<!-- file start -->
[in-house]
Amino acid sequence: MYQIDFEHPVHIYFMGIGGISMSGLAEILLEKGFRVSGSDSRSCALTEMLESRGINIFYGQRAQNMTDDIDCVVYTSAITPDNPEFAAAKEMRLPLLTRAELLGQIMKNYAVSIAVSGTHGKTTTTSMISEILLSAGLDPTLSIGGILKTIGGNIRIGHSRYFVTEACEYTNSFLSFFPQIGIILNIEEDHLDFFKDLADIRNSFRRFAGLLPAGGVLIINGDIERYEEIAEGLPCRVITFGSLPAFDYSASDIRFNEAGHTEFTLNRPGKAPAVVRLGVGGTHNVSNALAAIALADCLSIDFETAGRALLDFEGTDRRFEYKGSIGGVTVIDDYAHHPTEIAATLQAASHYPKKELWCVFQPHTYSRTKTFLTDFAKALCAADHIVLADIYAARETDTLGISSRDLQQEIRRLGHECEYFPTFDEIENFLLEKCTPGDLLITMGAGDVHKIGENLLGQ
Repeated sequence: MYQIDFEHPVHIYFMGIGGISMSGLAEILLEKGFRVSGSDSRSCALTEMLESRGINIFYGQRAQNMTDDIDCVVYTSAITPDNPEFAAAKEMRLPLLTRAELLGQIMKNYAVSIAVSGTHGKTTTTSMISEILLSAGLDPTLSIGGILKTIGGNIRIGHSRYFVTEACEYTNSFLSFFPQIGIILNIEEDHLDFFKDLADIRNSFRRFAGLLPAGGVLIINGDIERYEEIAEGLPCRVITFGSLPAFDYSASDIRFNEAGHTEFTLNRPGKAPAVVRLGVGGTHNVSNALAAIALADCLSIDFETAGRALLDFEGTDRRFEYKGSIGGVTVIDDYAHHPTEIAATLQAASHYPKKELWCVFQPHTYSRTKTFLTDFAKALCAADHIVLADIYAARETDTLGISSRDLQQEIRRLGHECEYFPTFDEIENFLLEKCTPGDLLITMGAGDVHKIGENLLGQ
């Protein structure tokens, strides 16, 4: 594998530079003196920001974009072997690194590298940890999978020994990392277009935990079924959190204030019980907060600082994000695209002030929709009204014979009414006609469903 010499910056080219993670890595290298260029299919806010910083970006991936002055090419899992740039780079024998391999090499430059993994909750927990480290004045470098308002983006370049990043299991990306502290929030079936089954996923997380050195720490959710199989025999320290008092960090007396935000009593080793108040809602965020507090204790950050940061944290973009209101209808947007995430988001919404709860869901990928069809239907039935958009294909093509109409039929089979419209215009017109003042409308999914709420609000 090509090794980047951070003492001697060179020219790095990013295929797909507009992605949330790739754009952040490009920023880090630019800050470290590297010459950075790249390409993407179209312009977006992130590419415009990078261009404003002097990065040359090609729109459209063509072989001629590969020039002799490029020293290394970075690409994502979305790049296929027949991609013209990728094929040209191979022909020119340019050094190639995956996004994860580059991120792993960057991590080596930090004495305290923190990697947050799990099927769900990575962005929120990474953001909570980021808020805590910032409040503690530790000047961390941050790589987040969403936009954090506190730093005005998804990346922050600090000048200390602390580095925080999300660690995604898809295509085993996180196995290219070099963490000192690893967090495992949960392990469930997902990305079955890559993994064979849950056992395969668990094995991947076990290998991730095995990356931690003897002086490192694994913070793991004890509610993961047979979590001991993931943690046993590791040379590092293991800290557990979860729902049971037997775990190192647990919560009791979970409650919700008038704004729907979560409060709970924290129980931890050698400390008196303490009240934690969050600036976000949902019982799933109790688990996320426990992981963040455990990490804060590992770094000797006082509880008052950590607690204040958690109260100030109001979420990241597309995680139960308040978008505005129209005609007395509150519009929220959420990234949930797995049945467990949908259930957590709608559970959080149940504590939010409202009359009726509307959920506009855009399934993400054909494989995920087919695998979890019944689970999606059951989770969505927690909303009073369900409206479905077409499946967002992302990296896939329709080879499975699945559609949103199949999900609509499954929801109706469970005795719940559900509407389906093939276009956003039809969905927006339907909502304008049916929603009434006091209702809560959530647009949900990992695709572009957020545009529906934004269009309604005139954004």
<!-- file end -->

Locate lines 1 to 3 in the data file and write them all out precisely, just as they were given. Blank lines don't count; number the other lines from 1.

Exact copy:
[in-house]
Amino acid sequence: MYQIDFEHPVHIYFMGIGGISMSGLAEILLEKGFRVSGSDSRSCALTEMLESRGINIFYGQRAQNMTDDIDCVVYTSAITPDNPEFAAAKEMRLPLLTRAELLGQIMKNYAVSIAVSGTHGKTTTTSMISEILLSAGLDPTLSIGGILKTIGGNIRIGHSRYFVTEACEYTNSFLSFFPQIGIILNIEEDHLDFFKDLADIRNSFRRFAGLLPAGGVLIINGDIERYEEIAEGLPCRVITFGSLPAFDYSASDIRFNEAGHTEFTLNRPGKAPAVVRLGVGGTHNVSNALAAIALADCLSIDFETAGRALLDFEGTDRRFEYKGSIGGVTVIDDYAHHPTEIAATLQAASHYPKKELWCVFQPHTYSRTKTFLTDFAKALCAADHIVLADIYAARETDTLGISSRDLQQEIRRLGHECEYFPTFDEIENFLLEKCTPGDLLITMGAGDVHKIGENLLGQ
Repeated sequence: MYQIDFEHPVHIYFMGIGGISMSGLAEILLEKGFRVSGSDSRSCALTEMLESRGINIFYGQRAQNMTDDIDCVVYTSAITPDNPEFAAAKEMRLPLLTRAELLGQIMKNYAVSIAVSGTHGKTTTTSMISEILLSAGLDPTLSIGGILKTIGGNIRIGHSRYFVTEACEYTNSFLSFFPQIGIILNIEEDHLDFFKDLADIRNSFRRFAGLLPAGGVLIINGDIERYEEIAEGLPCRVITFGSLPAFDYSASDIRFNEAGHTEFTLNRPGKAPAVVRLGVGGTHNVSNALAAIALADCLSIDFETAGRALLDFEGTDRRFEYKGSIGGVTVIDDYAHHPTEIAATLQAASHYPKKELWCVFQPHTYSRTKTFLTDFAKALCAADHIVLADIYAARETDTLGISSRDLQQEIRRLGHECEYFPTFDEIENFLLEKCTPGDLLITMGAGDVHKIGENLLGQ